The Feast of Santa Lucia

Yesterday was the feast of Santa Lucia. Around the mediterranean and in Scandinavia this is widely celebrated. We went to Pietrasanta to watch three friends making the traditional circuit of the town. You are supposed to stay awake all night on the 12th December (good excuse for all night parties) and the following morning just as dawn is breaking the women form a procession wearing crowns of candles on their heads, and they process again as darkness is falling in the evening. The song they sing - 'Santa Lucia' - is neopolitan but there are lots of Scandanavian variants. The candles symbolise the fire that refused to consume Santa Lucia in the Christian calandar, but it has much earlier pagan associations. It used to fall around the winter solstice before the calendar was changed in the 16th century. We don't celebrate Saint Lucy in England now, though John Donne wrote a wonderful poem about the feast, that connects its significance with the death of his wife. 'A Nocturnal upon St Lucy's Day'

'Tis the year's midnight, and it is the day's,
Lucy's, who scarce seven hours herself unmasks ;
The sun is spent, and now his flasks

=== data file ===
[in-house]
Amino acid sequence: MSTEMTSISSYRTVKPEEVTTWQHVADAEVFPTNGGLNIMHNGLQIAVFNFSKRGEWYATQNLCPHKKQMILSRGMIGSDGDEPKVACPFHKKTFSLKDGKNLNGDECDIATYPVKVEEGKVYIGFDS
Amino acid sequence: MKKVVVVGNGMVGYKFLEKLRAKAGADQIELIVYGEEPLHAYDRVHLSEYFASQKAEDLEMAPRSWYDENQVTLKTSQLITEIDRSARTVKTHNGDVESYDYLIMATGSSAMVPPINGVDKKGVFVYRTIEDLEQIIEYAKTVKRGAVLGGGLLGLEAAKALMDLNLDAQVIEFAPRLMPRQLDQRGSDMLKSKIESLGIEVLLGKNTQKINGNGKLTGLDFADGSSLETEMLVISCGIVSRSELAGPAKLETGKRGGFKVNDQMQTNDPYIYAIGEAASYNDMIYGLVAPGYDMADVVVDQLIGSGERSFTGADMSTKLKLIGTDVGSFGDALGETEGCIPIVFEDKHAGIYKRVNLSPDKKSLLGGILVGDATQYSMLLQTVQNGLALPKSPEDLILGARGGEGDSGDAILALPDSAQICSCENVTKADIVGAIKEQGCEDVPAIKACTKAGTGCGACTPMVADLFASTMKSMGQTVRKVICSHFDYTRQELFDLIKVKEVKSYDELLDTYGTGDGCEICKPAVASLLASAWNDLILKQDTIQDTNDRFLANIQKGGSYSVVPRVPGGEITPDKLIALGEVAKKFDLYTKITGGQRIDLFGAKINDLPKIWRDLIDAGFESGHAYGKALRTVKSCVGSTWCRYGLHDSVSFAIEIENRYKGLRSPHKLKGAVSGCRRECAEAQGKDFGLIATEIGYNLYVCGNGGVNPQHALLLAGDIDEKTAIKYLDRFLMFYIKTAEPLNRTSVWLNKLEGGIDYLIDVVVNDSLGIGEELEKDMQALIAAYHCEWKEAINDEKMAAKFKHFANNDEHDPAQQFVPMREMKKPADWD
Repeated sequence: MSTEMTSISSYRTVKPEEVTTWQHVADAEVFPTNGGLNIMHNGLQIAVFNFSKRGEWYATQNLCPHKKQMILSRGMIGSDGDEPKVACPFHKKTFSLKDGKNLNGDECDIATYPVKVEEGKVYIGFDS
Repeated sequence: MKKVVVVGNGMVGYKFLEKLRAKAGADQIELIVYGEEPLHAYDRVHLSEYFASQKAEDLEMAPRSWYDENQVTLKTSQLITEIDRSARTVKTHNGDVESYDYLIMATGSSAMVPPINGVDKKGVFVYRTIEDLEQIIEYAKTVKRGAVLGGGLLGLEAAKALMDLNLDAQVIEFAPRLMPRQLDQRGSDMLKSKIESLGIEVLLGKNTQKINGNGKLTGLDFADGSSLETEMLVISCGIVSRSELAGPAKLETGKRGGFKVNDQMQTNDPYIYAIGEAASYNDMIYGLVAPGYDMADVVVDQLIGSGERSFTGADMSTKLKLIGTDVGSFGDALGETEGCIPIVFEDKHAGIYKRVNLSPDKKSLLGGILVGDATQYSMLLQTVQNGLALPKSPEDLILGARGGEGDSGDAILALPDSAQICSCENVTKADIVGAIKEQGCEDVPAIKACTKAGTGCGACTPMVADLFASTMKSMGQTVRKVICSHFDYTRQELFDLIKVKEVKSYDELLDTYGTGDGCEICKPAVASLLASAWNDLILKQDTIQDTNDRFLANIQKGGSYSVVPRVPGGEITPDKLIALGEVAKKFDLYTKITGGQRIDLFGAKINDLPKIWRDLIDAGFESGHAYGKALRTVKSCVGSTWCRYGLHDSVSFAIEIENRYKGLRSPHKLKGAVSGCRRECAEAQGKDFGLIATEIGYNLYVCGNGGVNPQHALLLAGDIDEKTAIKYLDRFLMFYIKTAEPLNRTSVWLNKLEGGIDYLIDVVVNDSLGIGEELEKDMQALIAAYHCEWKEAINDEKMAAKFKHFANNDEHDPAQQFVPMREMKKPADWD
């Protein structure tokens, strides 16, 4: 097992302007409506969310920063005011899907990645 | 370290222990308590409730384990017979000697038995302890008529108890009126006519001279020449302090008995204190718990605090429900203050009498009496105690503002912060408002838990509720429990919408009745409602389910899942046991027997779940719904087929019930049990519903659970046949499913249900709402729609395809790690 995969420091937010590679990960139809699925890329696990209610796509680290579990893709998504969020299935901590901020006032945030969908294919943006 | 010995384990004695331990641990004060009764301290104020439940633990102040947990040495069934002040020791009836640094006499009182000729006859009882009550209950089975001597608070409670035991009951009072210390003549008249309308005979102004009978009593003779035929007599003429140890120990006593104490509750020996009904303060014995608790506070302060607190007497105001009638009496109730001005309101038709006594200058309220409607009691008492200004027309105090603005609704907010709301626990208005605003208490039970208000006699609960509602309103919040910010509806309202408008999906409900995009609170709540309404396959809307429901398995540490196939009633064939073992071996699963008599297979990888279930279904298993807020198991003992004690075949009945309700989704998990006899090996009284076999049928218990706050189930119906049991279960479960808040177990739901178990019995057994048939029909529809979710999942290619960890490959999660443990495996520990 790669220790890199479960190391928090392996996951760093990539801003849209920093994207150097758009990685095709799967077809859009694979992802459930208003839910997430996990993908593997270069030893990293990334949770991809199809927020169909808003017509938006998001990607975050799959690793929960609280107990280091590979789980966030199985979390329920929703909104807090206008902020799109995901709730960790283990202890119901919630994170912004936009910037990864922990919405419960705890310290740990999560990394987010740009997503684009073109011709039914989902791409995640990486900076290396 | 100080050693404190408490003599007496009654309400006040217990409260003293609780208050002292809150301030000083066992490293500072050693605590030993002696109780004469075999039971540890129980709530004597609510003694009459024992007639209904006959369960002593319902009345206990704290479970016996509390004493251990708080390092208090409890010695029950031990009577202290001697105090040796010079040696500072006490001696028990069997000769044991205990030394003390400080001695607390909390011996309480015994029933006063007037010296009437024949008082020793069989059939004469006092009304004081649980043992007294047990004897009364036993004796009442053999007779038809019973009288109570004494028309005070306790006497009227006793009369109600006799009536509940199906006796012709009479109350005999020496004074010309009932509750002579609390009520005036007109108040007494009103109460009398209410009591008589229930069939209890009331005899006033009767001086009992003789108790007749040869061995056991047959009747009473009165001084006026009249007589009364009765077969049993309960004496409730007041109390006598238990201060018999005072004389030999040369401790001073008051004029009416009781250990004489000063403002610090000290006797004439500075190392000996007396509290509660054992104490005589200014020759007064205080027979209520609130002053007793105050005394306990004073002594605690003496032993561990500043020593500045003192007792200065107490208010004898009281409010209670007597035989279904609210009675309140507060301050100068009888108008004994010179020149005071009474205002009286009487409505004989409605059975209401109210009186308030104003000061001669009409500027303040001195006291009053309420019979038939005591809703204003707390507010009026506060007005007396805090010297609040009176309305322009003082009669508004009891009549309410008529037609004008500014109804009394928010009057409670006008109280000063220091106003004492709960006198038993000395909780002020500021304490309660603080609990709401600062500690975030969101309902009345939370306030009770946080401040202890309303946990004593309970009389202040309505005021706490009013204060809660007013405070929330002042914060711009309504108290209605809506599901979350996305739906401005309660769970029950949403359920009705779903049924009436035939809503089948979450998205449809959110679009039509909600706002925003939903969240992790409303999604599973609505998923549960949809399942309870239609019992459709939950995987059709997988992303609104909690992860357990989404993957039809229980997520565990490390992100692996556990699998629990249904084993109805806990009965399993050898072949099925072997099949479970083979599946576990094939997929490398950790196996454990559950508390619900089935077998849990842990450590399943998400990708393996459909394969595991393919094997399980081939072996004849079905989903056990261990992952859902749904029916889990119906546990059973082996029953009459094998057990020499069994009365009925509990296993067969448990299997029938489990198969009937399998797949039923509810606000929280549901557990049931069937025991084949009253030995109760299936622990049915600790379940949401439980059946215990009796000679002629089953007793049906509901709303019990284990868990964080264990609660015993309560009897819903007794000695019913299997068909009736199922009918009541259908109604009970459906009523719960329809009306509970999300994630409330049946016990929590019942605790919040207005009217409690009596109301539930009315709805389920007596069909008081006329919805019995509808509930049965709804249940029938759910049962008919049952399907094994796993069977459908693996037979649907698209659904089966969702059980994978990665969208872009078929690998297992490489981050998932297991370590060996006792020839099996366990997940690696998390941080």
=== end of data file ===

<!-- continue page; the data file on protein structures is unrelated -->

Send forth light squibs, no constant rays ;
The world's whole sap is sunk ;
The general balm th' hydroptic earth hath drunk,
Whither, as to the bed's-feet, life is shrunk,
Dead and interr'd ; yet all these seem to laugh,
Compared with me, who am their epitaph.

Study me then, you who shall lovers be
At the next world, that is, at the next spring ;
For I am every dead thing,
In whom Love wrought new alchemy.
For his art did express
A quintessence even from nothingness,
From dull privations, and lean emptiness ;
He ruin'd me, and I am re-begot
Of absence, darkness, death—things which are not.

All others, from all things, draw all that's good,
Life, soul, form, spirit, whence they being have ;
I, by Love's limbec, am the grave
Of all, that's nothing. Oft a flood
Have we two wept, and so
Drown'd the whole world, us two ; oft did we grow,
To be two chaoses, when we did show
Care to aught else ; and often absences
Withdrew our souls, and made us carcasses.

But I am by her death—which word wrongs her—
Of the first nothing the elixir grown ;
Were I a man, that I were one
I needs must know ; I should prefer,
If I were any beast,
Some ends, some means ; yea plants, yea stones detest,
And love ; all, all some properties invest.
If I an ordinary nothing were,
As shadow, a light, and body must be here.

But I am none ; nor will my sun renew.
You lovers, for whose sake the lesser sun
At this time to the Goat is run
To fetch new lust, and give it you,
Enjoy your summer all,
Since she enjoys her long night's festival.
Let me prepare towards her, and let me call
This hour her vigil, and her eve, since this
Both the year's and the day's deep midnight is.


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